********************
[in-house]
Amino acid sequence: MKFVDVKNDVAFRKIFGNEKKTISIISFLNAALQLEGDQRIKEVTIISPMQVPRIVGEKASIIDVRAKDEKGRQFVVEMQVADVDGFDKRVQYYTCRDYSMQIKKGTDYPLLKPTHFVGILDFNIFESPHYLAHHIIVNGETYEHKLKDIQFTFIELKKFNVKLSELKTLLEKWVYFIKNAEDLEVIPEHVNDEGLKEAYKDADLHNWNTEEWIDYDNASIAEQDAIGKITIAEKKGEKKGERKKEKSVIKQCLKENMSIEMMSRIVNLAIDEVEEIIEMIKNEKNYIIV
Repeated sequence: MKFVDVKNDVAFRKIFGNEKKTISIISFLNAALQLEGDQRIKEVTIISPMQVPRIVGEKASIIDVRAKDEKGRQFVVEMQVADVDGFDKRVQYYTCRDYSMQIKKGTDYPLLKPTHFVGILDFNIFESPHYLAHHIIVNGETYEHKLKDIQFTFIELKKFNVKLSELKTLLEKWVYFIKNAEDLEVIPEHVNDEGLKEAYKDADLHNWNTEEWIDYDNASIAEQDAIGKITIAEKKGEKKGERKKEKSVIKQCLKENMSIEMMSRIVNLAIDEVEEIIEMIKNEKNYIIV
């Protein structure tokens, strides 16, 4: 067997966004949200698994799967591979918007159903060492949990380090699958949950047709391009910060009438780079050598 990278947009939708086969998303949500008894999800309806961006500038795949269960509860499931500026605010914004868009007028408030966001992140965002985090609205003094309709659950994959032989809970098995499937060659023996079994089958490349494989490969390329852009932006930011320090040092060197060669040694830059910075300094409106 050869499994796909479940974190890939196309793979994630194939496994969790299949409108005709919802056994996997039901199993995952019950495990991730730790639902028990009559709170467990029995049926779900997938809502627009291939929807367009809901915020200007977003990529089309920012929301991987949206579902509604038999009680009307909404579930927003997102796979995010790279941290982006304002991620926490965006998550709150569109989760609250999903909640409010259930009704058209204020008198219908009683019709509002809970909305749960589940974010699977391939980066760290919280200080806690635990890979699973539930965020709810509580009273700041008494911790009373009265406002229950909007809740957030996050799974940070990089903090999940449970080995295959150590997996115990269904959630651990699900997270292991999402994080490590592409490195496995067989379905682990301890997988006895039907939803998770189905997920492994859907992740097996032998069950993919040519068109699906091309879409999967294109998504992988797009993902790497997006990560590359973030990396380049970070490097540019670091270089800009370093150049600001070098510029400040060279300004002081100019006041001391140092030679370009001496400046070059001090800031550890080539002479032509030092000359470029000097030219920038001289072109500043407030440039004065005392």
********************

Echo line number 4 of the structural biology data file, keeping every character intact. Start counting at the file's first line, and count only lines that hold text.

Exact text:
């Protein structure tokens, strides 16, 4: 067997966004949200698994799967591979918007159903060492949990380090699958949950047709391009910060009438780079050598 990278947009939708086969998303949500008894999800309806961006500038795949269960509860499931500026605010914004868009007028408030966001992140965002985090609205003094309709659950994959032989809970098995499937060659023996079994089958490349494989490969390329852009932006930011320090040092060197060669040694830059910075300094409106 050869499994796909479940974190890939196309793979994630194939496994969790299949409108005709919802056994996997039901199993995952019950495990991730730790639902028990009559709170467990029995049926779900997938809502627009291939929807367009809901915020200007977003990529089309920012929301991987949206579902509604038999009680009307909404579930927003997102796979995010790279941290982006304002991620926490965006998550709150569109989760609250999903909640409010259930009704058209204020008198219908009683019709509002809970909305749960589940974010699977391939980066760290919280200080806690635990890979699973539930965020709810509580009273700041008494911790009373009265406002229950909007809740957030996050799974940070990089903090999940449970080995295959150590997996115990269904959630651990699900997270292991999402994080490590592409490195496995067989379905682990301890997988006895039907939803998770189905997920492994859907992740097996032998069950993919040519068109699906091309879409999967294109998504992988797009993902790497997006990560590359973030990396380049970070490097540019670091270089800009370093150049600001070098510029400040060279300004002081100019006041001391140092030679370009001496400046070059001090800031550890080539002479032509030092000359470029000097030219920038001289072109500043407030440039004065005392």